British swimming allows you to search for your nearest club via their website swimming org.
Local clubs are easiest with younger children to get to and as long as they adhere to Swim 21 certification should be safe to use.
The younger a child starts to swim the Better. Better runs many classes from Mother and Toddler to advanced swim classes.
You will see how keen your child is to swim when they start taking lessons; if they keep on asking to go swimming, then it is worth following that request.
Many children are not interested in competition at the high-end when they are young. Madison never wanted to get into Olympics. However, whenever Madison was in a pool and had to swim against others, Madison always wanted to win. Madison enjoys competition. That is all that is needed, in my view, to put a child into a competitive swimming club. Once a child continues to enjoy competitions and attends age-groups and even county and regional events and still wants to get better, then it is good to look for very competitive clubs.
Most swimming clubs have websites that state their swimmers’ records and club records. It is worth joining a club that has at least national level swimmers. Regular contact with top swimmers will have a great influence on your child to want to become equally good or better and to follow competition results.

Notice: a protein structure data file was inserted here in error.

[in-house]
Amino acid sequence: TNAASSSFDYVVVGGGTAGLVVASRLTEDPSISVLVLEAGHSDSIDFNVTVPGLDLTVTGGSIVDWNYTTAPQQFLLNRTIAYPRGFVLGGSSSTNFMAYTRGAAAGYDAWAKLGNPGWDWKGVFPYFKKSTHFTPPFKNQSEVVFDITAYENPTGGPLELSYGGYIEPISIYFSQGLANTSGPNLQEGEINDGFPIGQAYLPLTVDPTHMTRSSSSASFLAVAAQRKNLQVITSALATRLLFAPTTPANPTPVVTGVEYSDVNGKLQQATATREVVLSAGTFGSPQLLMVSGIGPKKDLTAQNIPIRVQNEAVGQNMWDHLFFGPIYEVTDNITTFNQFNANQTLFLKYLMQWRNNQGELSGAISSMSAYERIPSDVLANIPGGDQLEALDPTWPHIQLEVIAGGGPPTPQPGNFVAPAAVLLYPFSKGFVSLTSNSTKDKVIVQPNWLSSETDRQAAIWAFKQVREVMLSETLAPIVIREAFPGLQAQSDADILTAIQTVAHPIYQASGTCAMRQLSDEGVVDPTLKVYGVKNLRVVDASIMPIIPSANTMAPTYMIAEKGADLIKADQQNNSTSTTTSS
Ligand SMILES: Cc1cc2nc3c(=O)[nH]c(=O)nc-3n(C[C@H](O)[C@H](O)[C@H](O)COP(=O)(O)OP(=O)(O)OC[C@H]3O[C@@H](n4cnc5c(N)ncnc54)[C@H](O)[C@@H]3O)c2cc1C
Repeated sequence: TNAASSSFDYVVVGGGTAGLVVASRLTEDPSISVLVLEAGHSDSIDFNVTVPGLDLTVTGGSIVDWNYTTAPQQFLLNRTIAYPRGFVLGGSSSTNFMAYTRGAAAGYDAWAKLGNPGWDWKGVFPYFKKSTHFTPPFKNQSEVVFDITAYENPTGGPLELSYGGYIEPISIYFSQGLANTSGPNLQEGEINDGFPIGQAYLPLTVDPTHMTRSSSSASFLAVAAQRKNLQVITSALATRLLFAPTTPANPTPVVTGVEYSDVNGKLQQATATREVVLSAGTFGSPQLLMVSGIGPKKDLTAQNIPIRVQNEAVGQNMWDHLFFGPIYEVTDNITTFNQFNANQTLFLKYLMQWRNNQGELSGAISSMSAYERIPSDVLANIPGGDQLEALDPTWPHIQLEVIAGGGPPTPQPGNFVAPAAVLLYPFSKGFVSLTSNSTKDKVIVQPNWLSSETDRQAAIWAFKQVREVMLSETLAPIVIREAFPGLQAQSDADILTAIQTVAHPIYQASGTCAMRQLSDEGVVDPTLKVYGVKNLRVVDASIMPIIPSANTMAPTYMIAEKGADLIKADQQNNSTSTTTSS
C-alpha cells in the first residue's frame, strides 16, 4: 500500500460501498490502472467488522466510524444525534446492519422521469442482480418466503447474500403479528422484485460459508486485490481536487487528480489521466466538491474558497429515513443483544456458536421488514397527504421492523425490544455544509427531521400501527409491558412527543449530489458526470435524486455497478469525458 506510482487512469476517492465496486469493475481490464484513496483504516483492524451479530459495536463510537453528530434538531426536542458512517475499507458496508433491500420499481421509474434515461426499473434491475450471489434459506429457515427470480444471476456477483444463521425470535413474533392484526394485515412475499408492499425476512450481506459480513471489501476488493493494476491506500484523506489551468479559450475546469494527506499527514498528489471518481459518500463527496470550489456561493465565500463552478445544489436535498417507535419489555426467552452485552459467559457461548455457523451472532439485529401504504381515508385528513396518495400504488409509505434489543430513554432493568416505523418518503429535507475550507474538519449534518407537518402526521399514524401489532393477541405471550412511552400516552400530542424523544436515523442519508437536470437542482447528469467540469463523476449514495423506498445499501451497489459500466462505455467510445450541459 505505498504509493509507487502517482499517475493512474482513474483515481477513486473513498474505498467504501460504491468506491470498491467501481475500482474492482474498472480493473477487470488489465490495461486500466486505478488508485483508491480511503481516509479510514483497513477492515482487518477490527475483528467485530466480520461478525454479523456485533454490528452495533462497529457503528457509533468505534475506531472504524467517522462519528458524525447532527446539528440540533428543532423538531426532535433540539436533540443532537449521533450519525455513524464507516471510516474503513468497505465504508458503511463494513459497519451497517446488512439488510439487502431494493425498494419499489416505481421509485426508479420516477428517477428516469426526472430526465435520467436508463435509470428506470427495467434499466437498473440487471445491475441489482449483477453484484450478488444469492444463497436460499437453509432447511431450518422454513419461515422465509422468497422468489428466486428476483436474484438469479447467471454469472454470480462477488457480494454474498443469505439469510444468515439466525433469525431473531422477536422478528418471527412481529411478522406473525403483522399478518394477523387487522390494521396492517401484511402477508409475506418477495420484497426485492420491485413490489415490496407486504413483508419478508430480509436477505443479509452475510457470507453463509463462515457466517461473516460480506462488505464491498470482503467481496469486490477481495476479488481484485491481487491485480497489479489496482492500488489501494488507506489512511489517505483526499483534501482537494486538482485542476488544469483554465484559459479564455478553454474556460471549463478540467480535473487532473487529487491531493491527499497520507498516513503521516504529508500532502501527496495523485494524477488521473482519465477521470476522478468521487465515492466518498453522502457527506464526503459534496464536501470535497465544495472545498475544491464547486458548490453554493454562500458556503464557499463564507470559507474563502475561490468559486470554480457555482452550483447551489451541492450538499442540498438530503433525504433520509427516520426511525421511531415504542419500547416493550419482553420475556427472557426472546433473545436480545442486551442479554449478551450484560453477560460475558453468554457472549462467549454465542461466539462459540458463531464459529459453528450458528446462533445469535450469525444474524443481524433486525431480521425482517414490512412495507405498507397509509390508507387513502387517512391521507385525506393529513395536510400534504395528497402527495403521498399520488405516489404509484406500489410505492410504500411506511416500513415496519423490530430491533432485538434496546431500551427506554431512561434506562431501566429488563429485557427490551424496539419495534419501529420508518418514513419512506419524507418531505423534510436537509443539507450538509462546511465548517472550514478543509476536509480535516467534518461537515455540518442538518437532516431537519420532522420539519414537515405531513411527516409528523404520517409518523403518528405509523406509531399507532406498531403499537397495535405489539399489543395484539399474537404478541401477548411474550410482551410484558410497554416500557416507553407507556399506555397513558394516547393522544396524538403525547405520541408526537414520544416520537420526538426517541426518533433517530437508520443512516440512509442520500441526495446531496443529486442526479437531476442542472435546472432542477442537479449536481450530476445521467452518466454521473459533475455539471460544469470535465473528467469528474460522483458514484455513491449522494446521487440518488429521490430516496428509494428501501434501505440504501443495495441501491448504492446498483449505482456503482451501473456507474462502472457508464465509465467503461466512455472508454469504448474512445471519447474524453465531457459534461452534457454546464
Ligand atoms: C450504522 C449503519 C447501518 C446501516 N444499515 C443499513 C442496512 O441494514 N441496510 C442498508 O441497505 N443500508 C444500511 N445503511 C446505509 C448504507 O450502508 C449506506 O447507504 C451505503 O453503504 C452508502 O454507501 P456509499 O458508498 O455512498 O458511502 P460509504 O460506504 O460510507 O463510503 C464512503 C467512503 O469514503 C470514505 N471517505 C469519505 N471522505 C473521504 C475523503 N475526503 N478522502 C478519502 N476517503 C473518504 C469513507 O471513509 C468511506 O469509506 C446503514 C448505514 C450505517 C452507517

Many competitive clubs also have leisure lanes, whereby non competitive swimmers can enjoy club swimming.
Clubs like the LACPP, from National Youth onwards are solely dedicated to competition training and swimming and aim to achieve well in regional, national and international competition. This club requires full dedication of a swimmer. I highly recommend this club as the training is outstandingly good. The LACPP is the only London club at the moment, which holds the Swim 21 Performance Environment certificate, making it the best club in London and the legacy trainer Harley Hicks has been awarded Swimming teacher of the year by ASA. One of the LACPP coaches is Olympian Aimee Wilmott.
Always look at a club’s constitution and talk to the head-coach to see if the club is suitable for you.
Calculate how much time you have available to bring your swimmer to training and competitions. Training schedules are published online for most clubs. On this website I also publish a forthcoming competition calendar for Madison. Clubs usually have competition calendars on their websites, which may not always be up-to-date, so enquire with the club.
I have only heard good reviews from LACPP swimmers. It depends on how far you can travel and how much time you can spend to decide what is the right club for your swimmer. It is very important how much your swimmer enjoys the sport and wants to spend time in the pool.
In many clubs parents help each other out to bring and collect children from swimming sessions, try to work something out rather than take your child out of the sport. Madison enjoys swimming and it has become a major part of her life-style. It brings fulfilment and enjoyment and this happiness spreads and is catching.
If you are still uncertain, there are people who can help. The ASA website lists many contacts with telephone numbers and e-mail addresses. They are all very nice and helpful.